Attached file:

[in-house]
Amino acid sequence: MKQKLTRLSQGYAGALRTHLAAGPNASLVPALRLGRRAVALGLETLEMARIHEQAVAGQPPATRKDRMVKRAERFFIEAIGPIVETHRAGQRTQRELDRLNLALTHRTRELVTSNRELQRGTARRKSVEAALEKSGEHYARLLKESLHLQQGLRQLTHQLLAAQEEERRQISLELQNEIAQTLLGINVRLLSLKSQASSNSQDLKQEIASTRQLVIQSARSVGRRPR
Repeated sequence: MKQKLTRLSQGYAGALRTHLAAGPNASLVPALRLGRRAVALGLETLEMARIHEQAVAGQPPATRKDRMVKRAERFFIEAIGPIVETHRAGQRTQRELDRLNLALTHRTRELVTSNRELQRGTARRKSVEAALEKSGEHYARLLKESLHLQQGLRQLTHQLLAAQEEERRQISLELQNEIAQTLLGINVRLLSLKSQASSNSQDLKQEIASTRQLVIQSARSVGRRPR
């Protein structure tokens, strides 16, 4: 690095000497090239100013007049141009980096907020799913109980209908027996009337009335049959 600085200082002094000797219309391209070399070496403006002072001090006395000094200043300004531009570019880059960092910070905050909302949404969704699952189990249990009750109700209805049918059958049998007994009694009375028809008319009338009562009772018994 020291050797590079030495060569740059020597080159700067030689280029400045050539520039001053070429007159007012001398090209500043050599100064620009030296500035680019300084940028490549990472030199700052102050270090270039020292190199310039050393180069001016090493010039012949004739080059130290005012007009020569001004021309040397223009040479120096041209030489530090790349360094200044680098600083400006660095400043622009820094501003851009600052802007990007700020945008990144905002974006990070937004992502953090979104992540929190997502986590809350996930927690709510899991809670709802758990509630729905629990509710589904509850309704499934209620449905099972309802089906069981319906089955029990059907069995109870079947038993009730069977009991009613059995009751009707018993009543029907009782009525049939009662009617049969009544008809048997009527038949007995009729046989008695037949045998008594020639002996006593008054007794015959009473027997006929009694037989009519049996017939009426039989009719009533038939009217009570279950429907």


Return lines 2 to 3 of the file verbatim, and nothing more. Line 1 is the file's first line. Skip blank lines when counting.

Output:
Amino acid sequence: MKQKLTRLSQGYAGALRTHLAAGPNASLVPALRLGRRAVALGLETLEMARIHEQAVAGQPPATRKDRMVKRAERFFIEAIGPIVETHRAGQRTQRELDRLNLALTHRTRELVTSNRELQRGTARRKSVEAALEKSGEHYARLLKESLHLQQGLRQLTHQLLAAQEEERRQISLELQNEIAQTLLGINVRLLSLKSQASSNSQDLKQEIASTRQLVIQSARSVGRRPR
Repeated sequence: MKQKLTRLSQGYAGALRTHLAAGPNASLVPALRLGRRAVALGLETLEMARIHEQAVAGQPPATRKDRMVKRAERFFIEAIGPIVETHRAGQRTQRELDRLNLALTHRTRELVTSNRELQRGTARRKSVEAALEKSGEHYARLLKESLHLQQGLRQLTHQLLAAQEEERRQISLELQNEIAQTLLGINVRLLSLKSQASSNSQDLKQEIASTRQLVIQSARSVGRRPR